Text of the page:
I am trying to prove that $\frac{1}{n!\space2^n}\frac{d^n}{dx^n}\{(x^2-1)^n\}=P_n(x)$, where $P_n(x)$ is the Legendre Polynomial of order n.

I've been told that the proof uses complex analysis, of which I know nothing, isn't there a proof with elementary methods? (If there isn't, I'm still interested in the other one).

  1. Check that the left side indeed defines an $n$th order polynomial.

  2. Check that $\displaystyle \int_{-1}^{1}P_n(x)P_m(x)dx$ vanishes for $m\neq n$ (integration by parts).

  3. Check the normalization condition $P_n(1)=1$ (Leibniz rule).

Added: As you almost correctly write in the comment below, the result of integration by parts (assuming that $m<n$ and transferring the derivatives from $P_n$ to $P_m$) can be written as $$\int_{-1}^1P_m(x)P_n(x)dx=\sum_{k=1}^{n}c_{mnk}\left[\frac{d^{m+k-1} (x^2-1)^m}{dx^{m+k-1}}\frac{d^{n-k}(x^2-1)^n}{dx^{n-k}}\right]_{-1}^{1},$$ where $c_{mnk}$ is some irrelevant constant. Consider the second factor in the square brackets. There you have a polynomial having $n$th order zeros at $x=\pm 1$ which we differentiate $n-k$ times. The result will therefore have $k$th order zeros at these points, which implies vanishing of the integral.

  • $\begingroup$ Wow, I hadn't even thought of this, thanks! However, is that enough? Aren't there other polynomials that satisfy condition number 2? And shouldn't I also check that $\int_{-1}^1 P_n(x)P_n(x)dx=\frac{2}{2n+1}$? I will start trying this right now! $\endgroup$ – Alubeixu Jun 18 '14 at 20:32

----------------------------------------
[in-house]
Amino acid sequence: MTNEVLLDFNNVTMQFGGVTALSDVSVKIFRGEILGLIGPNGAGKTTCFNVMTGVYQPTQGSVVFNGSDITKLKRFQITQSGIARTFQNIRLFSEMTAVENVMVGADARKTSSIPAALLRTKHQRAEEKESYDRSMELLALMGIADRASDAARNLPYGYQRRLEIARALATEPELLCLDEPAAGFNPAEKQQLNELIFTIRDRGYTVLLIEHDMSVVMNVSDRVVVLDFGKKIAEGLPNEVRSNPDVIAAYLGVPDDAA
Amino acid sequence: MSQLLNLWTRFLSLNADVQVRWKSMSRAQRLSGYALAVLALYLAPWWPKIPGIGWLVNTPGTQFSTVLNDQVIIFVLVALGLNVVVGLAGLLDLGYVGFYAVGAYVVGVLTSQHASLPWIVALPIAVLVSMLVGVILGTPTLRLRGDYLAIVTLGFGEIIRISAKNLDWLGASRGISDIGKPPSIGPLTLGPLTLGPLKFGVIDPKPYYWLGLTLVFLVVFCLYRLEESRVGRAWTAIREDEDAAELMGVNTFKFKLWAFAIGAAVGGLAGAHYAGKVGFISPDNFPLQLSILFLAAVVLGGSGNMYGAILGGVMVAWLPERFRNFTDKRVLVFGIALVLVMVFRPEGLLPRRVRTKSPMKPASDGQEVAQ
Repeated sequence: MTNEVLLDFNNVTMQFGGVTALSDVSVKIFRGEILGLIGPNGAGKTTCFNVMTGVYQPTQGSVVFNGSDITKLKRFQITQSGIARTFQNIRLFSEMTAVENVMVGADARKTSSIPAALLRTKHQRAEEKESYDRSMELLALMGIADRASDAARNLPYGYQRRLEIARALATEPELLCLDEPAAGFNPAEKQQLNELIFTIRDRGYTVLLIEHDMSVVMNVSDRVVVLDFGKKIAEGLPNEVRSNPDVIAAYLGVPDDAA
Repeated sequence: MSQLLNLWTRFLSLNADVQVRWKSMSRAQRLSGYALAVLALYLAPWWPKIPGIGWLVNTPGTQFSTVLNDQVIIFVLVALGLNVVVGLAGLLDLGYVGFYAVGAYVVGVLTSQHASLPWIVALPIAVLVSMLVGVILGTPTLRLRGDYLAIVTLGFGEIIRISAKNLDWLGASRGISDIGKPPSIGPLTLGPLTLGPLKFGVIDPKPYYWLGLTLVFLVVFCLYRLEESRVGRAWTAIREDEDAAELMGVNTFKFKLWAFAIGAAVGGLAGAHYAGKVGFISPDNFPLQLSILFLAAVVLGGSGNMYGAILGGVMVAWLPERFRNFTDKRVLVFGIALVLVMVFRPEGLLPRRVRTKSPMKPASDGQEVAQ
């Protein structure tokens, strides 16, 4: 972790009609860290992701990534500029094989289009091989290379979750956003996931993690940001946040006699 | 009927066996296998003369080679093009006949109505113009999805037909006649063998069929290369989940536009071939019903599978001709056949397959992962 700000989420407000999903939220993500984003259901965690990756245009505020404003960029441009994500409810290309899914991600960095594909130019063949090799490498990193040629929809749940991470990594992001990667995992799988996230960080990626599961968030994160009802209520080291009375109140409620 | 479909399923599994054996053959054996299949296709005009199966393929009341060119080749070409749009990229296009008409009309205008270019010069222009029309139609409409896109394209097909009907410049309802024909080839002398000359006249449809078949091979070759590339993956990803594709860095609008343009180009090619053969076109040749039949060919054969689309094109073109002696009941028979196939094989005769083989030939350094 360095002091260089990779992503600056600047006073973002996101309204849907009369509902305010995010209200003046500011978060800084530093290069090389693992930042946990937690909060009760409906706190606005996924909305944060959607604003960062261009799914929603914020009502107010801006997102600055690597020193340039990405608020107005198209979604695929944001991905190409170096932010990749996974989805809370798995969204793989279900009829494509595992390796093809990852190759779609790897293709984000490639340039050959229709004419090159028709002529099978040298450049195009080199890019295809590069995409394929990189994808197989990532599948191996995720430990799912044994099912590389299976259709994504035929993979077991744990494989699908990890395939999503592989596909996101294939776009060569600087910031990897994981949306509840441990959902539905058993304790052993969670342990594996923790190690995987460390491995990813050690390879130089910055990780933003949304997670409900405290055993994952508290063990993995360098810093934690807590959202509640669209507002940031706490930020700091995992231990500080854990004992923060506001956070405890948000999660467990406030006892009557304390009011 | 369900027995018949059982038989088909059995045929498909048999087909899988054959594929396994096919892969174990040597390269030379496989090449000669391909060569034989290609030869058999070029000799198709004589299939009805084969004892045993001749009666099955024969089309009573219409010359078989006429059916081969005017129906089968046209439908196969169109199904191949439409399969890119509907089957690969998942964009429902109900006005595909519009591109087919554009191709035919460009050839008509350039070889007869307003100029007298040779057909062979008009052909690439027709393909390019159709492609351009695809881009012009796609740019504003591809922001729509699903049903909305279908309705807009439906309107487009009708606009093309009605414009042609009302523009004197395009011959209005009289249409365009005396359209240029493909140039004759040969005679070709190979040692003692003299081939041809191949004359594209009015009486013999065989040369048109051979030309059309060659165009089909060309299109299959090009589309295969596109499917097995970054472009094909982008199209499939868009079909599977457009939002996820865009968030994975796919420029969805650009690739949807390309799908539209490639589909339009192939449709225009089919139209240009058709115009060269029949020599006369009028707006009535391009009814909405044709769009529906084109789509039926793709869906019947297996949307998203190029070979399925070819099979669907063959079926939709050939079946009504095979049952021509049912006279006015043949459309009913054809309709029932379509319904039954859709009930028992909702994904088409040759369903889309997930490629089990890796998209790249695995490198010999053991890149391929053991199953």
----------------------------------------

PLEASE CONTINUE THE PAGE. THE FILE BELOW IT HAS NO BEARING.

• $\begingroup$ @Alubeixu it's enough, there are no other polynomials satisfying 2 (since the weight is positive). As for the 3rd question, this property is a consequence but not a part of the standard definition (weight + value at 1 fixing the normalization). A hint for the point 2: e.g if $m<n$, then use integration by parts to transfer the derivatives in $P_n$ to $P_m$. $\endgroup$ – Start wearing purple Jun 18 '14 at 20:38
  • $\begingroup$ I'm sorry, could you do point 2 explicitly? I'm stuck at $\int_{-1}^1 \frac{d^n}{dx^n}(x^2-1)^n\frac{d^m}{dx^m}(x^2-1)^mdx=\sum_{i=o}^n(\frac{d^{n+i}}{dx^{n+i}}(x^2-1)^n\frac{d^{m-1-i}}{dx^{m-1-i}}(x^2-1)^m(-1)^{i} \space \Big]_{-1}^1$ $\endgroup$ – Alubeixu Jun 19 '14 at 11:03
  • $\begingroup$ @Alubeixu I've added some explanations. $\endgroup$ – Start wearing purple Jun 19 '14 at 17:34

If $n$ is integer \begin{eqnarray*} \frac{d^n}{d x^n} (x^2-1)^n &=& \frac{d^n}{d x^n} \left [ \sum_{k=0}^n (-1)^k \frac{n!}{k!(n-k)!} x^{2n-2k} \right ] \\ &=& \sum_{k=0}^n (-1)^k \frac{n!}{k! (n-k)!} \frac{(2n-2k)!}{(n-2k)!} x^{n-2k}. \end{eqnarray*} The sum above does not go up to $k=n$, since after $k=[n/2]$, the derivatives are 0 then we write

\begin{eqnarray*} \frac{d^n}{d x^n} (x^2-1)^n &=& \sum_{k=0}^{[n/2]} (-1)^k \frac{n!}{k! (n-k)!} \frac{(2n-2k)!}{(n-2k)!} x^{n-2k}. \end{eqnarray*} It follows from the infinite series truncated to the Legendre polynmial that

\begin{eqnarray*} P_n(x) = \frac{1}{2^n n!} \frac{d^n}{dx^n} (x^2-1)^n. \end{eqnarray*}

The approach followed here is in reverse order. We started with Rodriguez's formula and showed that it corresponds to a Legendre polynomial. A more intuitive approach is to start at the polynomials